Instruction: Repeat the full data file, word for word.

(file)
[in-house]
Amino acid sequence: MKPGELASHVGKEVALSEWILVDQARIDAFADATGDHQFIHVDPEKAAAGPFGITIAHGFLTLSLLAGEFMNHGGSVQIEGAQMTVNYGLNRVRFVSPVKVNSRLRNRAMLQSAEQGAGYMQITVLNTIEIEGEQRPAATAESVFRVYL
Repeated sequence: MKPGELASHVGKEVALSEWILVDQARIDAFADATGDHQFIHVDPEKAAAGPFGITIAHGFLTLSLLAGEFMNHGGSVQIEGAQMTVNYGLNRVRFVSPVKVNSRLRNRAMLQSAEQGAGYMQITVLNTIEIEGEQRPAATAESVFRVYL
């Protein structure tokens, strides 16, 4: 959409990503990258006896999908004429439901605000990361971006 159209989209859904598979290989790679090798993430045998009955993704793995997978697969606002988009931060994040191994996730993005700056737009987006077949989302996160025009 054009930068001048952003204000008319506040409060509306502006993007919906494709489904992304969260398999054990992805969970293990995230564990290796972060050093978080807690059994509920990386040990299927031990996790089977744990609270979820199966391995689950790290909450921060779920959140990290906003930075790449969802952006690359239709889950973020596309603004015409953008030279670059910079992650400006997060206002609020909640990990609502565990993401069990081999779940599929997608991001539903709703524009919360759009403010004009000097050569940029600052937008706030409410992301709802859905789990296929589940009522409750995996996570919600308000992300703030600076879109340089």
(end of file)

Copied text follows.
[in-house]
Amino acid sequence: MKPGELASHVGKEVALSEWILVDQARIDAFADATGDHQFIHVDPEKAAAGPFGITIAHGFLTLSLLAGEFMNHGGSVQIEGAQMTVNYGLNRVRFVSPVKVNSRLRNRAMLQSAEQGAGYMQITVLNTIEIEGEQRPAATAESVFRVYL
Repeated sequence: MKPGELASHVGKEVALSEWILVDQARIDAFADATGDHQFIHVDPEKAAAGPFGITIAHGFLTLSLLAGEFMNHGGSVQIEGAQMTVNYGLNRVRFVSPVKVNSRLRNRAMLQSAEQGAGYMQITVLNTIEIEGEQRPAATAESVFRVYL
């Protein structure tokens, strides 16, 4: 959409990503990258006896999908004429439901605000990361971006 159209989209859904598979290989790679090798993430045998009955993704793995997978697969606002988009931060994040191994996730993005700056737009987006077949989302996160025009 054009930068001048952003204000008319506040409060509306502006993007919906494709489904992304969260398999054990992805969970293990995230564990290796972060050093978080807690059994509920990386040990299927031990996790089977744990609270979820199966391995689950790290909450921060779920959140990290906003930075790449969802952006690359239709889950973020596309603004015409953008030279670059910079992650400006997060206002609020909640990990609502565990993401069990081999779940599929997608991001539903709703524009919360759009403010004009000097050569940029600052937008706030409410992301709802859905789990296929589940009522409750995996996570919600308000992300703030600076879109340089």